Do mammals other than humans have menstrual cycles?

Image source:

Mammals other than primates do not menstruate and their sexual cycle is called an estrous cycle. In mammals the sexual activity of the male is more or less continuous but in most species the sexual activity of the female is cyclic. Most of the time the female avoids the male and repulses his sexual advances. Periodically, however, there is an abrupt change in behavior and the female seeks out the male, attempting to mate. These short episodes of heat or estrus are so characteristic that sexual cycle in mammalian species that do not menstruate, is named the estrous cycle. The change in female sexual behavior is brought on by a rise in the circulating estrogen level. Rabbit and ferret come into heat and remain estrous until pregnancy or pseudo pregnancy results. In these species ovulation is due to a neuroendocrine reflex.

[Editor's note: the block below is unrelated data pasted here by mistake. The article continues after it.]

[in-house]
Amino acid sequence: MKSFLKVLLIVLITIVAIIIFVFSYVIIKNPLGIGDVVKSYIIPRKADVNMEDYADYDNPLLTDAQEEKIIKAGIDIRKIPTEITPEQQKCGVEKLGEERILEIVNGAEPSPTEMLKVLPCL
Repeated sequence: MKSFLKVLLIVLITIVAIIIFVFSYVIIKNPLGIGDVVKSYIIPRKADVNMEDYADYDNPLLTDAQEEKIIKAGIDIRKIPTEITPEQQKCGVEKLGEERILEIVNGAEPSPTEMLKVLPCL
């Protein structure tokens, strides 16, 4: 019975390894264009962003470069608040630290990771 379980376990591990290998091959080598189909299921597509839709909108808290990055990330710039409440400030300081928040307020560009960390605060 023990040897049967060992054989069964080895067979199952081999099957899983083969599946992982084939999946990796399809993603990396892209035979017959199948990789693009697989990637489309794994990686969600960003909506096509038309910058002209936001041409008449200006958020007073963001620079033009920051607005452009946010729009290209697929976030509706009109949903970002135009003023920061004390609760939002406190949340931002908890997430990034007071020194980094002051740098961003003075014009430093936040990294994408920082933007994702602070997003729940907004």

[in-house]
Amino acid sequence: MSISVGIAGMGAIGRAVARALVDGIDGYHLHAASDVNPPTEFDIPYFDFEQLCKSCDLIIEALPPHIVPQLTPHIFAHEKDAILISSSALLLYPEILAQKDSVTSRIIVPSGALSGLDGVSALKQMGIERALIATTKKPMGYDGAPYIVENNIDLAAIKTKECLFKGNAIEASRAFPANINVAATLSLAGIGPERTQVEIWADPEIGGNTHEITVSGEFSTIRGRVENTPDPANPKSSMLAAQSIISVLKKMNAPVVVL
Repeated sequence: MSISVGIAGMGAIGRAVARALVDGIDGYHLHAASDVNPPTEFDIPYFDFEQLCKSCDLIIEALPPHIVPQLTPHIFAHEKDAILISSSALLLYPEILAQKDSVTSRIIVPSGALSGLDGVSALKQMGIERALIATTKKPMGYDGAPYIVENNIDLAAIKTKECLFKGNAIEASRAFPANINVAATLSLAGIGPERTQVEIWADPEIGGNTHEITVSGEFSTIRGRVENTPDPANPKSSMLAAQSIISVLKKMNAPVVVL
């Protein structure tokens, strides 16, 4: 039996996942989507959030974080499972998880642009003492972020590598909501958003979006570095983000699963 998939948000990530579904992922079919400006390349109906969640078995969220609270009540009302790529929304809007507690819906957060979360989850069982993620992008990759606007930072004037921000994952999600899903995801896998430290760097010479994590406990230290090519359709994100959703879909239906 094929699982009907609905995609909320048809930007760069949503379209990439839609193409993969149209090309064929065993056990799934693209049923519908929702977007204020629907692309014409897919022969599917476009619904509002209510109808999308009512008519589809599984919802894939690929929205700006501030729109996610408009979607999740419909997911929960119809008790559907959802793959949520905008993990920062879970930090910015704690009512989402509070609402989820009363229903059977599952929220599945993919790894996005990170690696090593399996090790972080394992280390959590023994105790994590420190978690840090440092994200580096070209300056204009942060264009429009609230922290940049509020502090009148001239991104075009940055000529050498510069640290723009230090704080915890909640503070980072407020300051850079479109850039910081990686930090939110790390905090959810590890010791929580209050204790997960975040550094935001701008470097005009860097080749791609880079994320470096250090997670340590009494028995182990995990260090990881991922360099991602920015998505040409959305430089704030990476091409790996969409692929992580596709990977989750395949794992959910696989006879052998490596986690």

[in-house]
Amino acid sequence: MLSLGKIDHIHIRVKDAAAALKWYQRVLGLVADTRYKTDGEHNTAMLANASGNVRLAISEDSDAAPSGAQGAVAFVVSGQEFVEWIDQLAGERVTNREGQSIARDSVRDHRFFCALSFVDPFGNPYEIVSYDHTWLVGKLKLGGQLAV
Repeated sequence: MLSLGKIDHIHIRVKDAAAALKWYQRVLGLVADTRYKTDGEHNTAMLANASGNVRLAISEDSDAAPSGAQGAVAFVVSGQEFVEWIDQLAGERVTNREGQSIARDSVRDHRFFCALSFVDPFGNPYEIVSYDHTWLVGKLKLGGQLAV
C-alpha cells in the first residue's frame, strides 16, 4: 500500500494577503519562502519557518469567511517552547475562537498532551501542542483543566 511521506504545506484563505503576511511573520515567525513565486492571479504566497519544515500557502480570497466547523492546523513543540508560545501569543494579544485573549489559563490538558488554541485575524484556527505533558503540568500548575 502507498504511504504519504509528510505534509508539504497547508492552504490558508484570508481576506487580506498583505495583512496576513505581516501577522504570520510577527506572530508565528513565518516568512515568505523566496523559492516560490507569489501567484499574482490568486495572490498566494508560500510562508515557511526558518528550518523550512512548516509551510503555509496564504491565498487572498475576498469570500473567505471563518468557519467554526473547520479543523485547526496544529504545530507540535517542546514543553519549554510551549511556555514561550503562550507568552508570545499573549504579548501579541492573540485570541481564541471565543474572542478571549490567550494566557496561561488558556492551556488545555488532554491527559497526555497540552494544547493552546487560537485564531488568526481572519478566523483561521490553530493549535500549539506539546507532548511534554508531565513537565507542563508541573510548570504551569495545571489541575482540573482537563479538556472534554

Stimulation of the genitals and other external stimulation at the time of copulation provokes release from the pituitary of gonadotropin that makes the ovarian follicle to rupture.In captivity, monkeys and apes mate at any time. But in the wild, females accept the male more frequently at the time of ovulation. In rats the underlying endocrine events are essentially the same as those in the menstrual cycle, but the first day of the cycle is the first day of bleeding, while day one of an estrous cycle is the first day of heat.